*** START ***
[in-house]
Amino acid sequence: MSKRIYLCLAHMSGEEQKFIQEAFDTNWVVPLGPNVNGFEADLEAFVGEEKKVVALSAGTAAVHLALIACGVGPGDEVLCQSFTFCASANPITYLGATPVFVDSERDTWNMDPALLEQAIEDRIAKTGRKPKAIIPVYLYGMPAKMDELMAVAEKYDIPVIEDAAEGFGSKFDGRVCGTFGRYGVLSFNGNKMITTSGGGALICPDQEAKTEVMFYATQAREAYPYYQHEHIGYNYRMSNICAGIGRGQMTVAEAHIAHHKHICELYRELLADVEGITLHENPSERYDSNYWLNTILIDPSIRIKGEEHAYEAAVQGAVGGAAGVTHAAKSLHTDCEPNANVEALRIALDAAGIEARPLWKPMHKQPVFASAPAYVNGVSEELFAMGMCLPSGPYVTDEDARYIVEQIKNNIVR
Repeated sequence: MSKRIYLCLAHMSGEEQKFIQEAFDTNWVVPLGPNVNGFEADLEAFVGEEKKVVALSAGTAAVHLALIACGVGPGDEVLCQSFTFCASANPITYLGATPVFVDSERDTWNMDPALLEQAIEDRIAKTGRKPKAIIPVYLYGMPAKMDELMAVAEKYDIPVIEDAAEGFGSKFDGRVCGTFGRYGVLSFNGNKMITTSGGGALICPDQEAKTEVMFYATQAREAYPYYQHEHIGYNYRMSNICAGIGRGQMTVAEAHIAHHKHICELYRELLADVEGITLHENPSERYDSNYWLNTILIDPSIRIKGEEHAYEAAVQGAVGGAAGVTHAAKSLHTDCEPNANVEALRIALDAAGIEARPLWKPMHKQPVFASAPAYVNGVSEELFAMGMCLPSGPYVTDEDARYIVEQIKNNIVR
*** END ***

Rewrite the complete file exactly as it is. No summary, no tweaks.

[in-house]
Amino acid sequence: MSKRIYLCLAHMSGEEQKFIQEAFDTNWVVPLGPNVNGFEADLEAFVGEEKKVVALSAGTAAVHLALIACGVGPGDEVLCQSFTFCASANPITYLGATPVFVDSERDTWNMDPALLEQAIEDRIAKTGRKPKAIIPVYLYGMPAKMDELMAVAEKYDIPVIEDAAEGFGSKFDGRVCGTFGRYGVLSFNGNKMITTSGGGALICPDQEAKTEVMFYATQAREAYPYYQHEHIGYNYRMSNICAGIGRGQMTVAEAHIAHHKHICELYRELLADVEGITLHENPSERYDSNYWLNTILIDPSIRIKGEEHAYEAAVQGAVGGAAGVTHAAKSLHTDCEPNANVEALRIALDAAGIEARPLWKPMHKQPVFASAPAYVNGVSEELFAMGMCLPSGPYVTDEDARYIVEQIKNNIVR
Repeated sequence: MSKRIYLCLAHMSGEEQKFIQEAFDTNWVVPLGPNVNGFEADLEAFVGEEKKVVALSAGTAAVHLALIACGVGPGDEVLCQSFTFCASANPITYLGATPVFVDSERDTWNMDPALLEQAIEDRIAKTGRKPKAIIPVYLYGMPAKMDELMAVAEKYDIPVIEDAAEGFGSKFDGRVCGTFGRYGVLSFNGNKMITTSGGGALICPDQEAKTEVMFYATQAREAYPYYQHEHIGYNYRMSNICAGIGRGQMTVAEAHIAHHKHICELYRELLADVEGITLHENPSERYDSNYWLNTILIDPSIRIKGEEHAYEAAVQGAVGGAAGVTHAAKSLHTDCEPNANVEALRIALDAAGIEARPLWKPMHKQPVFASAPAYVNGVSEELFAMGMCLPSGPYVTDEDARYIVEQIKNNIVR